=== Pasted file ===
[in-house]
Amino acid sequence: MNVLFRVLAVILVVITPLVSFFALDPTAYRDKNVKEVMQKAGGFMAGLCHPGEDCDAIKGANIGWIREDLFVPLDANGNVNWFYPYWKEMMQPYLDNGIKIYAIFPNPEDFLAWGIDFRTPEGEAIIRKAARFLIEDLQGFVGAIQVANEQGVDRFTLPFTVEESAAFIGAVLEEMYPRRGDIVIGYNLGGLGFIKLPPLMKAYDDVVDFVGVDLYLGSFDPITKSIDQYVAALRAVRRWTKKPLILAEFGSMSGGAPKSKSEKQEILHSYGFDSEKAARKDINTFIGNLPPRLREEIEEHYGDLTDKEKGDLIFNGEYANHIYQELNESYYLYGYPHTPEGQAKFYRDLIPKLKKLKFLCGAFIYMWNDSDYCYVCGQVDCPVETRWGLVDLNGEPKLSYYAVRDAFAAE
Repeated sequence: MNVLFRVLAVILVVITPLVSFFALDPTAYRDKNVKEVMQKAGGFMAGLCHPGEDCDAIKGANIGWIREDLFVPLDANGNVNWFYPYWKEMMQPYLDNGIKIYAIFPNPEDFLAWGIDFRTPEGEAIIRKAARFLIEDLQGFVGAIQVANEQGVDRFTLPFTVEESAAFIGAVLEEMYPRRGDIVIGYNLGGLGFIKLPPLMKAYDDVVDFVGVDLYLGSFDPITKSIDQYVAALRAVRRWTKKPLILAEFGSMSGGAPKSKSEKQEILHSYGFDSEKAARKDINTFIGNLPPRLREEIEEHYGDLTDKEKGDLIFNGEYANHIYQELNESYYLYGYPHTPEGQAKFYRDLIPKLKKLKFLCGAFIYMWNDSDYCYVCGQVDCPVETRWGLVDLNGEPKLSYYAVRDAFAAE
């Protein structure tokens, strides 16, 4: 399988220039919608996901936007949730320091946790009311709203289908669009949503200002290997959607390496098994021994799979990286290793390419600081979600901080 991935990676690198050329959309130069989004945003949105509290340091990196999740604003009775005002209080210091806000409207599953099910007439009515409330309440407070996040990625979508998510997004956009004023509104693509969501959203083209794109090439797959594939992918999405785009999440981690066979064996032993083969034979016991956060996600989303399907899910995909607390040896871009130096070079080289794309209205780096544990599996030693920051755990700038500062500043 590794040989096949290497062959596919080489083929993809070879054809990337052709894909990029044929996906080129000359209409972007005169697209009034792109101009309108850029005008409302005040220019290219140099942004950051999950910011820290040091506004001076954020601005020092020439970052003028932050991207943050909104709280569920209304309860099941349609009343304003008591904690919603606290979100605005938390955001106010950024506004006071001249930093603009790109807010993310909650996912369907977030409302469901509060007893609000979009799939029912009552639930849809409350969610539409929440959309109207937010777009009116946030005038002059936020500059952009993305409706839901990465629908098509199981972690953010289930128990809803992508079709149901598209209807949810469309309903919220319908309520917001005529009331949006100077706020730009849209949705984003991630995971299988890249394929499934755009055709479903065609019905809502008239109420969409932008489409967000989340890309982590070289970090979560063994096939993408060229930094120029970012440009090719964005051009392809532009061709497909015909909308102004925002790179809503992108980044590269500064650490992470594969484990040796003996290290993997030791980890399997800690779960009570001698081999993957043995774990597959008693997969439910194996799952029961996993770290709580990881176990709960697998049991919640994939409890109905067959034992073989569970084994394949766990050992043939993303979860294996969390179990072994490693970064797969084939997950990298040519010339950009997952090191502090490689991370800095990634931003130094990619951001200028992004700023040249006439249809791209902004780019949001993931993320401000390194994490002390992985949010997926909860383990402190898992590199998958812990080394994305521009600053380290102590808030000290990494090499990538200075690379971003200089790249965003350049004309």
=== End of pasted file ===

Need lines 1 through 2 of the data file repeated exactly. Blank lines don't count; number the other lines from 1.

[in-house]
Amino acid sequence: MNVLFRVLAVILVVITPLVSFFALDPTAYRDKNVKEVMQKAGGFMAGLCHPGEDCDAIKGANIGWIREDLFVPLDANGNVNWFYPYWKEMMQPYLDNGIKIYAIFPNPEDFLAWGIDFRTPEGEAIIRKAARFLIEDLQGFVGAIQVANEQGVDRFTLPFTVEESAAFIGAVLEEMYPRRGDIVIGYNLGGLGFIKLPPLMKAYDDVVDFVGVDLYLGSFDPITKSIDQYVAALRAVRRWTKKPLILAEFGSMSGGAPKSKSEKQEILHSYGFDSEKAARKDINTFIGNLPPRLREEIEEHYGDLTDKEKGDLIFNGEYANHIYQELNESYYLYGYPHTPEGQAKFYRDLIPKLKKLKFLCGAFIYMWNDSDYCYVCGQVDCPVETRWGLVDLNGEPKLSYYAVRDAFAAE